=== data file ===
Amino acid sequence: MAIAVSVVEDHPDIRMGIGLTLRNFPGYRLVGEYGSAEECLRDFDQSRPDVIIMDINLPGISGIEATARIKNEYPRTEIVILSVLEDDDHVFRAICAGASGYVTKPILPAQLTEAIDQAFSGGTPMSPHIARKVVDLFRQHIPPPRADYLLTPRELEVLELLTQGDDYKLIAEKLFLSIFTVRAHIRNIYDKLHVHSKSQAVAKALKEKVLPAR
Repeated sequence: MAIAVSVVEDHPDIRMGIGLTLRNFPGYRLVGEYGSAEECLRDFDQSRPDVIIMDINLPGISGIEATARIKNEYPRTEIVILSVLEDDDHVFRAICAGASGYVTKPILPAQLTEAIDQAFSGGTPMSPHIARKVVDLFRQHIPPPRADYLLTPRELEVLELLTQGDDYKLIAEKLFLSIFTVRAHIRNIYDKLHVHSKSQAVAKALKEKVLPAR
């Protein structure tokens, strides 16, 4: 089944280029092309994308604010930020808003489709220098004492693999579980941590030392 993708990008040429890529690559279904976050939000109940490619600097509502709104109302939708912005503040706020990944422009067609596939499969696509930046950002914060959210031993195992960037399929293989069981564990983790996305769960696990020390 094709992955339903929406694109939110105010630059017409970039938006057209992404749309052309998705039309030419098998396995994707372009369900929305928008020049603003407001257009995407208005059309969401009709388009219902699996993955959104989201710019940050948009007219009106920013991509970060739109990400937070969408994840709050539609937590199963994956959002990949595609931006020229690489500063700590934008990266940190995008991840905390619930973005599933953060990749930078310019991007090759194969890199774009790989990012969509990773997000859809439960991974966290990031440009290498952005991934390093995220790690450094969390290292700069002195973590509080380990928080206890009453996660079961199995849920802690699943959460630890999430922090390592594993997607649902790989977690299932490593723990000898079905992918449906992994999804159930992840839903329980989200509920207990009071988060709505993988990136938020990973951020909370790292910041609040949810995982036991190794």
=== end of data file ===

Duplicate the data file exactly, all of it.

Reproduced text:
Amino acid sequence: MAIAVSVVEDHPDIRMGIGLTLRNFPGYRLVGEYGSAEECLRDFDQSRPDVIIMDINLPGISGIEATARIKNEYPRTEIVILSVLEDDDHVFRAICAGASGYVTKPILPAQLTEAIDQAFSGGTPMSPHIARKVVDLFRQHIPPPRADYLLTPRELEVLELLTQGDDYKLIAEKLFLSIFTVRAHIRNIYDKLHVHSKSQAVAKALKEKVLPAR
Repeated sequence: MAIAVSVVEDHPDIRMGIGLTLRNFPGYRLVGEYGSAEECLRDFDQSRPDVIIMDINLPGISGIEATARIKNEYPRTEIVILSVLEDDDHVFRAICAGASGYVTKPILPAQLTEAIDQAFSGGTPMSPHIARKVVDLFRQHIPPPRADYLLTPRELEVLELLTQGDDYKLIAEKLFLSIFTVRAHIRNIYDKLHVHSKSQAVAKALKEKVLPAR
């Protein structure tokens, strides 16, 4: 089944280029092309994308604010930020808003489709220098004492693999579980941590030392 993708990008040429890529690559279904976050939000109940490619600097509502709104109302939708912005503040706020990944422009067609596939499969696509930046950002914060959210031993195992960037399929293989069981564990983790996305769960696990020390 094709992955339903929406694109939110105010630059017409970039938006057209992404749309052309998705039309030419098998396995994707372009369900929305928008020049603003407001257009995407208005059309969401009709388009219902699996993955959104989201710019940050948009007219009106920013991509970060739109990400937070969408994840709050539609937590199963994956959002990949595609931006020229690489500063700590934008990266940190995008991840905390619930973005599933953060990749930078310019991007090759194969890199774009790989990012969509990773997000859809439960991974966290990031440009290498952005991934390093995220790690450094969390290292700069002195973590509080380990928080206890009453996660079961199995849920802690699943959460630890999430922090390592594993997607649902790989977690299932490593723990000898079905992918449906992994999804159930992840839903329980989200509920207990009071988060709505993988990136938020990973951020909370790292910041609040949810995982036991190794």